• Increased foreign investment from outside the FTA is a possibility. Consider the case of two nations, A and B, who have an FTA. A country with a high tariff and a vast domestic market is Country A. Firms headquartered in nation C may opt to invest in country A in order to serve the local market of that country. However, if A and B sign an FTA and B provides a more robust business climate, C may choose to establish its facility in B to serve A.

In terms of free trade agreements, where does India stand globally?

With roughly 54 nations, India enjoys privileged access, economic cooperation, and Free Trade Agreements (FTA).

With 18 groups/countries, India has signed bilateral trade agreements in the form of Comprehensive Economic Partnership Agreements (CEPA), Comprehensive Economic Cooperation Agreements (CECA), Free Trade Agreements (FTAs), and Preferential Trade Agreements (PTAs).

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“India is one of the Asian nations with the most FTAs in existence, under negotiation, or in the planning stages. Metal, textile, machinery, cement, agricultural, and gem and jewellery are significant industries on which tariff concessions have been provided in the past, according to certain major trade agreements inked by India, such as the ASEAN–India FTA, India–Japan CEPA, and India–Korea CEPA “Deloitte & Touche LLP stated.

According to data from the Ministry of Commerce and Industry, bilateral commerce between India and other SAFTA member nations surged from US$6.8 billion in 2005–06 to US$28.5 billion in 2018–19 as a result of the trade agreements.

What is the purpose of the trade between India and the United Kingdom?

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India is now one of the top two FDI sourcing markets for the UK. Indian businesses contribute significantly to the UK economy by producing employment and paying taxes. Despite the uncertainties surrounding Brexit, the number of Indian.f.2136irms operating in the United Kingdom climbed from 800 in FY2017-18 to 850 in FY2019-20, employing a total of 110,793 people.

With a cumulative equity investment of US$29.6 billion between April 2000 and September 2020, the UK is the largest European source of remittances to India and the sixth-largest FDI source, accounting for about 6% of total FDI into India. According to Deloitte, the services sector drew the most foreign direct investment, accounting for 10.15 per cent of overall investment from the UK.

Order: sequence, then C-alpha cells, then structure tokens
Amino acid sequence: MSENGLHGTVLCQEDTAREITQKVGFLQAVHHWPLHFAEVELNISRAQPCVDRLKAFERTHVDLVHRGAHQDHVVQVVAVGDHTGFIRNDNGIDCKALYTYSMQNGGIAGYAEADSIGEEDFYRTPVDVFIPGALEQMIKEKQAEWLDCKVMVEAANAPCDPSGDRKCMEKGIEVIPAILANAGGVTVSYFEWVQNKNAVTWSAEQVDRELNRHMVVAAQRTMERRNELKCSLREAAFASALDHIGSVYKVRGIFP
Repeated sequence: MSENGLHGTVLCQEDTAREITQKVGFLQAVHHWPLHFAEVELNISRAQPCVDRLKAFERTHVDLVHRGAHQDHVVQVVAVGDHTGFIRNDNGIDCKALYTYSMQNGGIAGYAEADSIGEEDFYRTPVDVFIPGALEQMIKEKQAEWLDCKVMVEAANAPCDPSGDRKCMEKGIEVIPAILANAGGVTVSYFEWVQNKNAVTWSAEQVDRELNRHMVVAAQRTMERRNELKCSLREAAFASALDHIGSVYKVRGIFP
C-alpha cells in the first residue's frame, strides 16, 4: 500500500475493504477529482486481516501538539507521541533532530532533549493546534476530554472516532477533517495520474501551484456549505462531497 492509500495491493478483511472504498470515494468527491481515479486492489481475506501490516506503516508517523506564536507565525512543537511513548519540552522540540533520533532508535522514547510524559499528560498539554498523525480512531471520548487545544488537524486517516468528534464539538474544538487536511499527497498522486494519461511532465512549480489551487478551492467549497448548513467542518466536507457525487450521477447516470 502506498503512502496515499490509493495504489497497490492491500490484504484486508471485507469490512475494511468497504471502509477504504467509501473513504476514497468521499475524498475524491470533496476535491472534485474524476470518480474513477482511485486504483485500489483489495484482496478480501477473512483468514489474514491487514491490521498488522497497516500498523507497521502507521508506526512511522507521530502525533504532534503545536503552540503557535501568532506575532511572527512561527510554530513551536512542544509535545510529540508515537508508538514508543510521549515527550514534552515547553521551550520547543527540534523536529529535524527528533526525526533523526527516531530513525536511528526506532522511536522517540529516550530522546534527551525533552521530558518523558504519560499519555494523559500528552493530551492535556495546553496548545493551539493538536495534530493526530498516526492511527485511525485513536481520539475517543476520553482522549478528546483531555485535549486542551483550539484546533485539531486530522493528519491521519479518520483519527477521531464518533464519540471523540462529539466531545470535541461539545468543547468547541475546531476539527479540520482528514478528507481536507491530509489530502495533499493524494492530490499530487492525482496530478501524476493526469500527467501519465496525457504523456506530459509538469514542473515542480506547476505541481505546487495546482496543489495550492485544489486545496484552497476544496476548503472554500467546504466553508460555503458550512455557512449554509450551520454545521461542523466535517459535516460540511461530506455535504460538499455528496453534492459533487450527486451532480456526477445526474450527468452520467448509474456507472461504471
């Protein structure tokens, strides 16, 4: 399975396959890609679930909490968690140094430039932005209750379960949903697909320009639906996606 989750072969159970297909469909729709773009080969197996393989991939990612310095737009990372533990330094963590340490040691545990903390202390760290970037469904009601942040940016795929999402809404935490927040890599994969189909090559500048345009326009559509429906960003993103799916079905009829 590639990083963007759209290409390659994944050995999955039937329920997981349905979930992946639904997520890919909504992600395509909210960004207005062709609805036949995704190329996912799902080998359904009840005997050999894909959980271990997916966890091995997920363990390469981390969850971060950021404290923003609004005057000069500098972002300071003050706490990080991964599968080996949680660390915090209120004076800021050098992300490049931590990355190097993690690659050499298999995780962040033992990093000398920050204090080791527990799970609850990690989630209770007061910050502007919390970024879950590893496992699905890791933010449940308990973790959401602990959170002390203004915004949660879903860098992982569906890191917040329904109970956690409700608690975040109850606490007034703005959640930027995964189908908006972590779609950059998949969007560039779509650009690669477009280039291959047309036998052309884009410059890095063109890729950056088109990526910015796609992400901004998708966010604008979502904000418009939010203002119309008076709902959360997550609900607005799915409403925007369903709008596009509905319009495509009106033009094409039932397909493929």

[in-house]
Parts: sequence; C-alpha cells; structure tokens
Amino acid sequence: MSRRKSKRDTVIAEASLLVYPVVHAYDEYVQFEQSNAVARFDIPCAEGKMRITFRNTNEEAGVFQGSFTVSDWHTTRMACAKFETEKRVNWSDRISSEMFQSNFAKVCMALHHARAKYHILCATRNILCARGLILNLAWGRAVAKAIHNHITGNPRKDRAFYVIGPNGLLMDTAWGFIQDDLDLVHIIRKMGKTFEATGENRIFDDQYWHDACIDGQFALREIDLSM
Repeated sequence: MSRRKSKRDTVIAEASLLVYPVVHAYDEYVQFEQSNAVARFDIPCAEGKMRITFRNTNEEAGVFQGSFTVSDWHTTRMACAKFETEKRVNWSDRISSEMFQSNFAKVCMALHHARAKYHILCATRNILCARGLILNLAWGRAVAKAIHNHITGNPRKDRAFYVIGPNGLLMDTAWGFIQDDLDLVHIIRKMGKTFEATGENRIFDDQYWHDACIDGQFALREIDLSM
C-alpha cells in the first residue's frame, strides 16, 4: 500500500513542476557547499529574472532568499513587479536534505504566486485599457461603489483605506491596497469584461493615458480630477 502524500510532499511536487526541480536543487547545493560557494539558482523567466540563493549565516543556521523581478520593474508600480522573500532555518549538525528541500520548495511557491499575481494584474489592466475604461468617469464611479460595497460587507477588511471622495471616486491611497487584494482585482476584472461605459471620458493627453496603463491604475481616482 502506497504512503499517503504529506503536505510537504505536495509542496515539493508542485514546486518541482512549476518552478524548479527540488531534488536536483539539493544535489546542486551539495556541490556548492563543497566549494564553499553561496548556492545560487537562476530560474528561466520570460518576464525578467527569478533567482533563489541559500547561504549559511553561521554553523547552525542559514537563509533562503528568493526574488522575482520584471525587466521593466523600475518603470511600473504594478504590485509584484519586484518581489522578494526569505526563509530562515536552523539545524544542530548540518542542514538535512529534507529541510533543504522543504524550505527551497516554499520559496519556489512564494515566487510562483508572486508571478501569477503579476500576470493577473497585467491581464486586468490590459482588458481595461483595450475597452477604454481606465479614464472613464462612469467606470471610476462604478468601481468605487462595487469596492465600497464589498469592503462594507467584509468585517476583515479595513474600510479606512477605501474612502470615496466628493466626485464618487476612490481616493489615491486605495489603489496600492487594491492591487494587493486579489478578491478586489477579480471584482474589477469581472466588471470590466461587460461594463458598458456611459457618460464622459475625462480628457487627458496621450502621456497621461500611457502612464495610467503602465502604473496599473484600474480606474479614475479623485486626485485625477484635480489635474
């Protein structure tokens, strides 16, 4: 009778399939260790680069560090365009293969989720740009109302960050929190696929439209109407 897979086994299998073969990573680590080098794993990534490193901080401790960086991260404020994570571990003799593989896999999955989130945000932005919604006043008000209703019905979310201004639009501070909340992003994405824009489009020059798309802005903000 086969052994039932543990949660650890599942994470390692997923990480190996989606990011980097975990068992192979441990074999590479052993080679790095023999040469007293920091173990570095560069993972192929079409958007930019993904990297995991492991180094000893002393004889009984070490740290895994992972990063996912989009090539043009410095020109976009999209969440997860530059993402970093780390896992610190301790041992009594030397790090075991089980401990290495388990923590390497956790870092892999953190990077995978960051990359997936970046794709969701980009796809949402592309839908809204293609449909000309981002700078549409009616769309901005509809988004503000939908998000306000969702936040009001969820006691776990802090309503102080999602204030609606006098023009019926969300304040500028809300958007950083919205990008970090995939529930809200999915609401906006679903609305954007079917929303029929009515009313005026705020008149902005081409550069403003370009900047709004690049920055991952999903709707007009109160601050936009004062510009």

India’s economic and investment relationship with the United Kingdom is already successful since the UK is India’s seventh-largest export destination. From FY2009–2010 to FY2020–2021, bilateral commerce between the two nations grew by 22.7 per cent (exports and imports combined). 

Last year, readymade clothes, medical and pharmaceutical items, refined oil, textile fabrics, and metal makers made up the majority of India’s exports to the United Kingdom. Technical, trade-related, and other commercial services, professional and management consulting services, and travel are the top three services exports.

India’s imports from the United Kingdom have fallen from roughly US$ 5.2 billion in 2010 to around US$ 4.7 billion in 2020. According to a study paper by India Exim Bank, pearls, precious stones and metals, and equipment and mechanical appliances dominate India’s import basket from the UK, accounting for up to 36 per cent of India’s total imports from the UK.

Electrical machinery and equipment account for 8.3% of India’s total imports from the UK, followed by optical, photographic, and cinematographic apparatus (5.9%), iron and steel (4.8%), inorganic chemicals (4.7%), ships, boats, and floating constructions (4.5%), and aluminium and items (4.5%). (4.5 per cent).

Service Trade Relations between India and the United Kingdom 

India and the United Kingdom have a significant services trade relationship that is nearly comparable to their merchandise commerce. In 2020, India will be the UK’s 10th largest service trade partner – the 20th largest export destination, accounting for 1.3 per cent of global services exports, and the 7th largest import supplier, accounting for 3.5 per cent of international services imports.


Proofread & published by Gauri Malhotra.